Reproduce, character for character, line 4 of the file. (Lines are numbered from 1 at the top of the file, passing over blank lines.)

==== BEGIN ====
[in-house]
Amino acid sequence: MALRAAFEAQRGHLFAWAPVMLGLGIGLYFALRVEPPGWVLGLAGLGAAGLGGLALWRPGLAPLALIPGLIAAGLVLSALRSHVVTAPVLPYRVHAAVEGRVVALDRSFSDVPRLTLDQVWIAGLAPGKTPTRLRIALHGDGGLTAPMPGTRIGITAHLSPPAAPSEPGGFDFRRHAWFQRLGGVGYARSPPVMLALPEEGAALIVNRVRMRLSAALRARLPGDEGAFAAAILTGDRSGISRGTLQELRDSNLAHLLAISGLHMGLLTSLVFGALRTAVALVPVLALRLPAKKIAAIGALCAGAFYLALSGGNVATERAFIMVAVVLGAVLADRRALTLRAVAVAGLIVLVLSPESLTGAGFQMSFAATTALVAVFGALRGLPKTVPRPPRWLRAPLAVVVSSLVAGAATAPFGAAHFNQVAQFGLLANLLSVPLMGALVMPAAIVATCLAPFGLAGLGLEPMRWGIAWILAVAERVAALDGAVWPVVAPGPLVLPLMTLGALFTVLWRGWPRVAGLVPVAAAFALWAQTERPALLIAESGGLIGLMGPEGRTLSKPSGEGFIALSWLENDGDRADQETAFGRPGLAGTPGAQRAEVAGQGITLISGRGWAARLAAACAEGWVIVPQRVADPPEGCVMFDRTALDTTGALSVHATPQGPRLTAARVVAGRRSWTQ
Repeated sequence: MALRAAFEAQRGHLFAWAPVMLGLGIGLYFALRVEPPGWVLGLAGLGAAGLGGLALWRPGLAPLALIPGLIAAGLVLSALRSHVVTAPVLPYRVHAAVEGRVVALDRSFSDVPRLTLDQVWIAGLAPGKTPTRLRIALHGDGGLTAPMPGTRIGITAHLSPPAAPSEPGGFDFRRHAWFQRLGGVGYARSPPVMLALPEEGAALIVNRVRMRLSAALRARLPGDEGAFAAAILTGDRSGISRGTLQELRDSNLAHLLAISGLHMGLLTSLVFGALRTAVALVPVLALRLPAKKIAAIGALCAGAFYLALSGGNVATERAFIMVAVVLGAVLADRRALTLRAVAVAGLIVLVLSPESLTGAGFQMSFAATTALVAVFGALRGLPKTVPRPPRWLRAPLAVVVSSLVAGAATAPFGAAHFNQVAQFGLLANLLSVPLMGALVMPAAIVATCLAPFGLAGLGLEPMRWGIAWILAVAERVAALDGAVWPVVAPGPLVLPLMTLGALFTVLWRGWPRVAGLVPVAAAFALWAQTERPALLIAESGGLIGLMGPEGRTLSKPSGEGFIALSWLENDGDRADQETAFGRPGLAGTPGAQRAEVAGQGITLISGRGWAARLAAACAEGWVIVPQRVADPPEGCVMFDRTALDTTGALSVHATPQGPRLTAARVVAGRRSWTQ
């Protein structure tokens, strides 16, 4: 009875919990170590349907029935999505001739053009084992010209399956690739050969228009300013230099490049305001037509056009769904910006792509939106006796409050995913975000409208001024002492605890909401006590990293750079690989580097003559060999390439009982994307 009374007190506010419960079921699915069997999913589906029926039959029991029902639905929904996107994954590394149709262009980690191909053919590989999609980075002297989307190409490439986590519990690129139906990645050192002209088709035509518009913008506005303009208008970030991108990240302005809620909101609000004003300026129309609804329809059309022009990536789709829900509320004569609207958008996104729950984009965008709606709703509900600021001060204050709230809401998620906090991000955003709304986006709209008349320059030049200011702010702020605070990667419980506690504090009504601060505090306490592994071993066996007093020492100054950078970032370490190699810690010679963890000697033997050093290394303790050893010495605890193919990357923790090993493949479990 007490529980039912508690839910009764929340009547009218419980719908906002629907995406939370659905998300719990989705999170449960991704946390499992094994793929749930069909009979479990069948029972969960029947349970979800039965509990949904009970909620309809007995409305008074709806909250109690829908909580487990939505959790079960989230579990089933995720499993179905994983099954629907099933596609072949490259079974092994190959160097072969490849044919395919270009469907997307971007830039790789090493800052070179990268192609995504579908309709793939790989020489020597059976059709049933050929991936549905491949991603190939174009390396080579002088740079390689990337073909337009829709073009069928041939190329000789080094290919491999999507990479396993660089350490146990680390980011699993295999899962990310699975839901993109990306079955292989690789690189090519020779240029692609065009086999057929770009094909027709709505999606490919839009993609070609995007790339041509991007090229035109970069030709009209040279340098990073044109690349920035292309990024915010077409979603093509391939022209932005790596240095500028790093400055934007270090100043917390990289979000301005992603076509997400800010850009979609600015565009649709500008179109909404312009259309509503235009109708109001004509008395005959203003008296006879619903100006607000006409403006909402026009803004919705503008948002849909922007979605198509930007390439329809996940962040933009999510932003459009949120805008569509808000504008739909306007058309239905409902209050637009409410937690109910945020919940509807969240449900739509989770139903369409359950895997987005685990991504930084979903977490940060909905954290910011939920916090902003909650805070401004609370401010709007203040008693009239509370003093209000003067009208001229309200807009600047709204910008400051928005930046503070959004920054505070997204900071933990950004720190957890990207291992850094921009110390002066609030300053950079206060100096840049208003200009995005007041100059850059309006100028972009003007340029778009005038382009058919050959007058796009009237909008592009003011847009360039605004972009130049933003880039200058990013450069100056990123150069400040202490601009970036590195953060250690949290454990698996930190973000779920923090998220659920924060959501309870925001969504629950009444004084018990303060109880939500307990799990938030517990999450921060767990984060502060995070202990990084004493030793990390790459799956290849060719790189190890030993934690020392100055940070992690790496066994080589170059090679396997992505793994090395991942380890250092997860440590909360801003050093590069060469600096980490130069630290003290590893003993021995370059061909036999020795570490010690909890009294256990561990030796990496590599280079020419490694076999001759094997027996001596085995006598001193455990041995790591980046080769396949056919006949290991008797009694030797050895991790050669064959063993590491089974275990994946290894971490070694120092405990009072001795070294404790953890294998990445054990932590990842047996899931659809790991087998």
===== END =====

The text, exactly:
């Protein structure tokens, strides 16, 4: 009875919990170590349907029935999505001739053009084992010209399956690739050969228009300013230099490049305001037509056009769904910006792509939106006796409050995913975000409208001024002492605890909401006590990293750079690989580097003559060999390439009982994307 009374007190506010419960079921699915069997999913589906029926039959029991029902639905929904996107994954590394149709262009980690191909053919590989999609980075002297989307190409490439986590519990690129139906990645050192002209088709035509518009913008506005303009208008970030991108990240302005809620909101609000004003300026129309609804329809059309022009990536789709829900509320004569609207958008996104729950984009965008709606709703509900600021001060204050709230809401998620906090991000955003709304986006709209008349320059030049200011702010702020605070990667419980506690504090009504601060505090306490592994071993066996007093020492100054950078970032370490190699810690010679963890000697033997050093290394303790050893010495605890193919990357923790090993493949479990 007490529980039912508690839910009764929340009547009218419980719908906002629907995406939370659905998300719990989705999170449960991704946390499992094994793929749930069909009979479990069948029972969960029947349970979800039965509990949904009970909620309809007995409305008074709806909250109690829908909580487990939505959790079960989230579990089933995720499993179905994983099954629907099933596609072949490259079974092994190959160097072969490849044919395919270009469907997307971007830039790789090493800052070179990268192609995504579908309709793939790989020489020597059976059709049933050929991936549905491949991603190939174009390396080579002088740079390689990337073909337009829709073009069928041939190329000789080094290919491999999507990479396993660089350490146990680390980011699993295999899962990310699975839901993109990306079955292989690789690189090519020779240029692609065009086999057929770009094909027709709505999606490919839009993609070609995007790339041509991007090229035109970069030709009209040279340098990073044109690349920035292309990024915010077409979603093509391939022209932005790596240095500028790093400055934007270090100043917390990289979000301005992603076509997400800010850009979609600015565009649709500008179109909404312009259309509503235009109708109001004509008395005959203003008296006879619903100006607000006409403006909402026009803004919705503008948002849909922007979605198509930007390439329809996940962040933009999510932003459009949120805008569509808000504008739909306007058309239905409902209050637009409410937690109910945020919940509807969240449900739509989770139903369409359950895997987005685990991504930084979903977490940060909905954290910011939920916090902003909650805070401004609370401010709007203040008693009239509370003093209000003067009208001229309200807009600047709204910008400051928005930046503070959004920054505070997204900071933990950004720190957890990207291992850094921009110390002066609030300053950079206060100096840049208003200009995005007041100059850059309006100028972009003007340029778009005038382009058919050959007058796009009237909008592009003011847009360039605004972009130049933003880039200058990013450069100056990123150069400040202490601009970036590195953060250690949290454990698996930190973000779920923090998220659920924060959501309870925001969504629950009444004084018990303060109880939500307990799990938030517990999450921060767990984060502060995070202990990084004493030793990390790459799956290849060719790189190890030993934690020392100055940070992690790496066994080589170059090679396997992505793994090395991942380890250092997860440590909360801003050093590069060469600096980490130069630290003290590893003993021995370059061909036999020795570490010690909890009294256990561990030796990496590599280079020419490694076999001759094997027996001596085995006598001193455990041995790591980046080769396949056919006949290991008797009694030797050895991790050669064959063993590491089974275990994946290894971490070694120092405990009072001795070294404790953890294998990445054990932590990842047996899931659809790991087998």